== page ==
Main cast: David Morse (Tom McMurdo), Neil Gray Giuntoli (Billy Quintaine), Roderick Cook (Cornelius Bosch), Thomas F Duffy (Deputy Wilson), Monty Bass (Frank Little Bear), Paul T Murray (Harley), Tommy Townsend (Big Bart), and John Kassir (The Crypt Keeper)
Director: Richard Donner
Outlaw Billy Quintane is the last of his posse, the rest being gunned down or having died from injuries after a recent gig gone wrong. When Showdown opens, he has to mercy kill his wounded and delirious buddy Harley, so now he is all alone. No matter, he is still the fastest gun in the West. Hot on his tail is the Texas Ranger Tom “Tracker Tom” McMurdo and his squad, culminating in a showdown between those two in an isolated town. Billy cuts Tracker Tom down easily, but he doesn’t get to enjoy his victory much as it soon becomes apparent that this town is more than what it seems to be. Perhaps, just perhaps, Billy has finally found a place in which he can never leave alive?
This episode was initially meant for a spin-off series, Two-Fisted Tales, but alas, that series never happened, so this one, along with two others (including the excellent Yellow), is bundled into Tales from the Crypt as a result. This episode, therefore, has very little of the gore or shock factor typical of other episodes in this series, instead serving up some gradual, slow burn twists with an emphasis on characterization.
Billy is certainly a memorable protagonist. Neil Giuntoli plays him at first like a stereotypical outlaw with his own code of honor (he doesn’t kill unless he has to, and he takes his hat off and nods his head when he is in the company of a woman), complete with a low, sinister almost atonal baritone, but as the episode unravels, he displays a rough yet vulnerable side to him that I can’t help finding to be rather sweet. And that horrible laugh of his only makes him more endearing, if I can use that word here. Poor Billy is not the smartest man around (“I’m the one who deceased him!”) but he’s certainly a character alright.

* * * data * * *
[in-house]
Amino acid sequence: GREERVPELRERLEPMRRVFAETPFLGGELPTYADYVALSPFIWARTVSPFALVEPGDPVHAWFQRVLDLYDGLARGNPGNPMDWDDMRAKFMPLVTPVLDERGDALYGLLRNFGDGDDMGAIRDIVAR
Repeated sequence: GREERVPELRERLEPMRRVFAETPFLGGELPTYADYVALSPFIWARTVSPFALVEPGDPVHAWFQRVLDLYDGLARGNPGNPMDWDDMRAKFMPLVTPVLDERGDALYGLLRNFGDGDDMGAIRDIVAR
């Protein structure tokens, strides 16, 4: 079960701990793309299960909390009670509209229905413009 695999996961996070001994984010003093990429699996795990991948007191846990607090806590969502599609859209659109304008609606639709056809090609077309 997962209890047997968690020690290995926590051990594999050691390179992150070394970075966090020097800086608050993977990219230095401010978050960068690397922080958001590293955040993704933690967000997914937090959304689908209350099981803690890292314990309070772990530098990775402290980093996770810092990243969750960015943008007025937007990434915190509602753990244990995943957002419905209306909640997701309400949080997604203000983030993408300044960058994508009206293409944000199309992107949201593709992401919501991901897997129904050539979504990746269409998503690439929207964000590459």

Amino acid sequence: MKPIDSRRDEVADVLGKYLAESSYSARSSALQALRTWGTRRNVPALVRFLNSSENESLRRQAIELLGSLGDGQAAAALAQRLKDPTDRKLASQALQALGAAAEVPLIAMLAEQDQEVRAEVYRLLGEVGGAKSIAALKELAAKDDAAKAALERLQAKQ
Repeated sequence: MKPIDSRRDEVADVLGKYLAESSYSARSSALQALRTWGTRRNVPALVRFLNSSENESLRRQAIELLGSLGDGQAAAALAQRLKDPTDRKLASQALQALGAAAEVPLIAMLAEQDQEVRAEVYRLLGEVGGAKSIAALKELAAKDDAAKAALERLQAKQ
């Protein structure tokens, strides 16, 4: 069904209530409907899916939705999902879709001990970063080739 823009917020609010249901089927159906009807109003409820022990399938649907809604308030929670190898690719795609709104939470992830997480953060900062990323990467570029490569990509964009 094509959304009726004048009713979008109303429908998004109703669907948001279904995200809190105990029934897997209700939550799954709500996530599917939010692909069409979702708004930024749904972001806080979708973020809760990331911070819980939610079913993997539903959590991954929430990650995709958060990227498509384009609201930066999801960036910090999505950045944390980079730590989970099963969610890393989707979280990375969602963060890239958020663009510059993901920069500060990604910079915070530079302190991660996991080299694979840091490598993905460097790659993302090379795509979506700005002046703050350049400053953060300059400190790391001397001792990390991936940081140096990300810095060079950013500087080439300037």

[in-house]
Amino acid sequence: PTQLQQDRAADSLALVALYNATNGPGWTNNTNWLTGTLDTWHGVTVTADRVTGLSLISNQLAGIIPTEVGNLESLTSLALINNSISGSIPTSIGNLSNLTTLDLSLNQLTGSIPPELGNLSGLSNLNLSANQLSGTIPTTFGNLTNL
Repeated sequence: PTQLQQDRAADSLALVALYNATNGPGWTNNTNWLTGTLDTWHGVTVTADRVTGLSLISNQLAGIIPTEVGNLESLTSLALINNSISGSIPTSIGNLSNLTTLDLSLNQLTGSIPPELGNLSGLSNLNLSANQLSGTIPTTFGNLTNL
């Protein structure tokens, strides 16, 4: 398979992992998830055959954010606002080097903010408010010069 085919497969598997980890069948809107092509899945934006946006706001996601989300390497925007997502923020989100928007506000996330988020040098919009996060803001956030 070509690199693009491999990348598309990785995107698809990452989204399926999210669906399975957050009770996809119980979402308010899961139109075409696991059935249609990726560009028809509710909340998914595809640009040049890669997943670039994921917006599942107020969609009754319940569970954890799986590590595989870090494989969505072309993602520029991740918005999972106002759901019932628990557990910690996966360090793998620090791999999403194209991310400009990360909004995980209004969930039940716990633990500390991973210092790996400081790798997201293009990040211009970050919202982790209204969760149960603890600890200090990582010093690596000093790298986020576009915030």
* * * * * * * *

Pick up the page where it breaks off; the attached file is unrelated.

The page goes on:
The twist can be seen coming a mile away. Billy actually died during the showdown with Tommy – after he’d gunned down that man, that man’s posse shot him down – and the men he’d killed show up in the salon to try to make him understand that he too bit the dust and it’s time for him to join them in a cowboy Valhalla in the afterlife. But it’s a lovely, even heartfelt kind of twist that feels very right indeed. This is an episode with a great protagonist, some wry humor, a great frenemy bromance, and of course, some heart and soul. Go with the wind, Billy Quintane, it’s been a great ride.